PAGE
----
"A True Life Story of Addiction and Recovery," the subtitle to many a celebrity's memoir goes. These books sold so well that even the commoners began writing them and the publishers published them. So many flooded the market that addiction stories ran the risk of becoming boring, but writers soon figured out that they could still get money and fame if they beefed them up just a little bit. Along came James Frey's A Million Little Pieces and even Oprah fawned over it. Frey swaggered through prison cells, busted jaws, was on police most-wanted lists. A most harrowing tale of addiction and recovery, it was. The publisher was so anxious for a sure-fire best seller he didn't even bother to check the writer's story, which, of course, turned out to be a fraud. It didn't stop the addiction/recovery chronicle train though; so many of them came rolling off publisher assembly lines they soon became cliche. And then someone attempted to uncliche the genre. Nice try, but it still came out as a bunch of solipsistic bullshit.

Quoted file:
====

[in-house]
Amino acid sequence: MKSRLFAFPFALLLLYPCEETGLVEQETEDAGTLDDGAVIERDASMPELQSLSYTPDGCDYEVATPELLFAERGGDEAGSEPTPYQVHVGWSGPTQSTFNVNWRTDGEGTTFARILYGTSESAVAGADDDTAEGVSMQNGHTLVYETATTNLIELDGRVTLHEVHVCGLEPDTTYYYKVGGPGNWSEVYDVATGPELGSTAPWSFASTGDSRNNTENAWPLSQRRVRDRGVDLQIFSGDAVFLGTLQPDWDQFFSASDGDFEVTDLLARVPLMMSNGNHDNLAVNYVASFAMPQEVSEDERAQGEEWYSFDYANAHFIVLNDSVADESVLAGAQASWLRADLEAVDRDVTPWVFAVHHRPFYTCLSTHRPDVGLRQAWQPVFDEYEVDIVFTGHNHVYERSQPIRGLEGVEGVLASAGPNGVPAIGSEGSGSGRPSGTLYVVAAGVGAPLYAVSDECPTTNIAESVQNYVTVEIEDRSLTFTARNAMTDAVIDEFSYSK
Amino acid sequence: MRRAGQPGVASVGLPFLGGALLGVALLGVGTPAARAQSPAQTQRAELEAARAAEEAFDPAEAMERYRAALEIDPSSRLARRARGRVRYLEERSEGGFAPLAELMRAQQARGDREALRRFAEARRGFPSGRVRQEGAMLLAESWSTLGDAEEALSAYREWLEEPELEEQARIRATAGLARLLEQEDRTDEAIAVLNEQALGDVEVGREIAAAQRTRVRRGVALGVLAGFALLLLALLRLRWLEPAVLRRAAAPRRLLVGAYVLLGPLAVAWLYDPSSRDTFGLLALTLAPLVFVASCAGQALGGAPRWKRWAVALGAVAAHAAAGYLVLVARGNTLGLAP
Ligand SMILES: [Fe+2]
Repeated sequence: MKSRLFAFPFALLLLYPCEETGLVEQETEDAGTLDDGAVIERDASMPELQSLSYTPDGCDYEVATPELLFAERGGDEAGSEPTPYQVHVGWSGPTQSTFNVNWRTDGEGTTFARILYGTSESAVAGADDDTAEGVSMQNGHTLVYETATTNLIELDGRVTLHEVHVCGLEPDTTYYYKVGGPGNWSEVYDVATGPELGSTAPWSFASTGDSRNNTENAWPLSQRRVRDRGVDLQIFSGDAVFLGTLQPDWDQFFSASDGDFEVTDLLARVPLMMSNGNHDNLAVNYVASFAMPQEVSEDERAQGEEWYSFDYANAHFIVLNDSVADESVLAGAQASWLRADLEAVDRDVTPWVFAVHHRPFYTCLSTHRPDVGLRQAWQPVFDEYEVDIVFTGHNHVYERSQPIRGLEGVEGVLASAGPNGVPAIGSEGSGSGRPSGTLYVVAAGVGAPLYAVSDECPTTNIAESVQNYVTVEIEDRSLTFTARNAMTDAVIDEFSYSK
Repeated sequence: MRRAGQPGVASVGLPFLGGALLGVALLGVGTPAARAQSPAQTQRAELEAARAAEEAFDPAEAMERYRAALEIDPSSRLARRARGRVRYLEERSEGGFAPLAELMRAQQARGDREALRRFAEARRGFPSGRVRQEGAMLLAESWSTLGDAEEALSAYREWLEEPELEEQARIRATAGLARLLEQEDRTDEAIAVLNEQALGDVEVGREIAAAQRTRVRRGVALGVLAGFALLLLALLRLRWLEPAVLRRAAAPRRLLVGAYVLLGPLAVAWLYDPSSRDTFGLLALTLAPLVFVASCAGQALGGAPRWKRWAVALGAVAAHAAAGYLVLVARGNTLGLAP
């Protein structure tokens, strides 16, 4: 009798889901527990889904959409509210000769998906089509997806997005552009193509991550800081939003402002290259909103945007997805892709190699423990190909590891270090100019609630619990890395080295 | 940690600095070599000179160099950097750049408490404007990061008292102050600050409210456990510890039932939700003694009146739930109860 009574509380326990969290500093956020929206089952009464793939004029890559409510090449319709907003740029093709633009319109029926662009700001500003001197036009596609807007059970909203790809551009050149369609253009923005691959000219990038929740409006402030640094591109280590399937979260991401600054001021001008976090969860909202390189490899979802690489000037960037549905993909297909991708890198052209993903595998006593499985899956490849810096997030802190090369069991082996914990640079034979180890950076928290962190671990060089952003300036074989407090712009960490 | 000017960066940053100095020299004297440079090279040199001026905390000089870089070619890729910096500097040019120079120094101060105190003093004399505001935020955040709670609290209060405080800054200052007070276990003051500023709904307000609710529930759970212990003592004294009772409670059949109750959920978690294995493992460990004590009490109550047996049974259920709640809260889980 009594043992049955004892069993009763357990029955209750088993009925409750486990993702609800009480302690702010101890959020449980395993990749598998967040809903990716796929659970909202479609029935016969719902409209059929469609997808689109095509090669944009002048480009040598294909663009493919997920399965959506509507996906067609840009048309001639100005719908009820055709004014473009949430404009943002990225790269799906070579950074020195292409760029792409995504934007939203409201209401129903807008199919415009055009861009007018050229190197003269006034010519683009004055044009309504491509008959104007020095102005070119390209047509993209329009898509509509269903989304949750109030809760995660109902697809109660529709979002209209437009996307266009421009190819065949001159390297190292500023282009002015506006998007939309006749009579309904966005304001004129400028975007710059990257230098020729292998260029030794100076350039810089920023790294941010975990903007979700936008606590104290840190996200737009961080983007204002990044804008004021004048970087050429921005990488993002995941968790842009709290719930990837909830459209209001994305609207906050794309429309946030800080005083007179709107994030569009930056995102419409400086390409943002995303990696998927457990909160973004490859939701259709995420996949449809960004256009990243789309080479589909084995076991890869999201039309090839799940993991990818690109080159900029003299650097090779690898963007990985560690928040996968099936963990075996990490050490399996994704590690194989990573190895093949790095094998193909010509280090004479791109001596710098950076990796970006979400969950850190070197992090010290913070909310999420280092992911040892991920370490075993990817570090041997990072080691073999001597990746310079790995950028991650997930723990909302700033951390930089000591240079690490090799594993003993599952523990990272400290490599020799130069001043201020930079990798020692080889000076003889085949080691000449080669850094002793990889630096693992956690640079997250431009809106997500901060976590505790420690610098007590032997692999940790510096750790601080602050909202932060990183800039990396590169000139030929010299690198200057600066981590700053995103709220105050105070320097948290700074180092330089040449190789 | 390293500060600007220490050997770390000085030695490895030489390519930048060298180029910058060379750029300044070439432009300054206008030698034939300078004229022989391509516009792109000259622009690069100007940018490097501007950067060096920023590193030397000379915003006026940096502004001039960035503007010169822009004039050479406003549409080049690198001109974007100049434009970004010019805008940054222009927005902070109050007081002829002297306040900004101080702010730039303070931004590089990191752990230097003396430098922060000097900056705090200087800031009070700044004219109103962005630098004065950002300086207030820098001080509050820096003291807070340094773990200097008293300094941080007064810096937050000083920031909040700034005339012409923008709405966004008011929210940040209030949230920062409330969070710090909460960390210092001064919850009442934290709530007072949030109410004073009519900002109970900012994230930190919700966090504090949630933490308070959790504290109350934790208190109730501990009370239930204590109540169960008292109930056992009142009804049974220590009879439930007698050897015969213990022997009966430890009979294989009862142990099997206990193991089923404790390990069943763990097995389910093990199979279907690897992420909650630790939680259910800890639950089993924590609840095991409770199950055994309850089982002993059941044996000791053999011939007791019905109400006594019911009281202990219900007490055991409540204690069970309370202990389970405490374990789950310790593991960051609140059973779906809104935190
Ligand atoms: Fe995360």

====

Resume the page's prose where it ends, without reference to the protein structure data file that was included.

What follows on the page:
The Night of the Gun by David Carr (subtitle: A Reporter Investigates the Darkest Story of His Life. His Own) is yet another addiction/recovery story without much more to say than the thousands that came before it. What the author did, however, was find a different way to say it. He packed up all his video and audio recording equipment, got in touch with all his old friends from his drinking and partying days and asked, "Hey, why don't I interview you talking about me?" Amazingly, they fell for it and we have a first person story not told in the typically narcissistic first person fashion. Well played, Mr. Carr. Very well played indeed.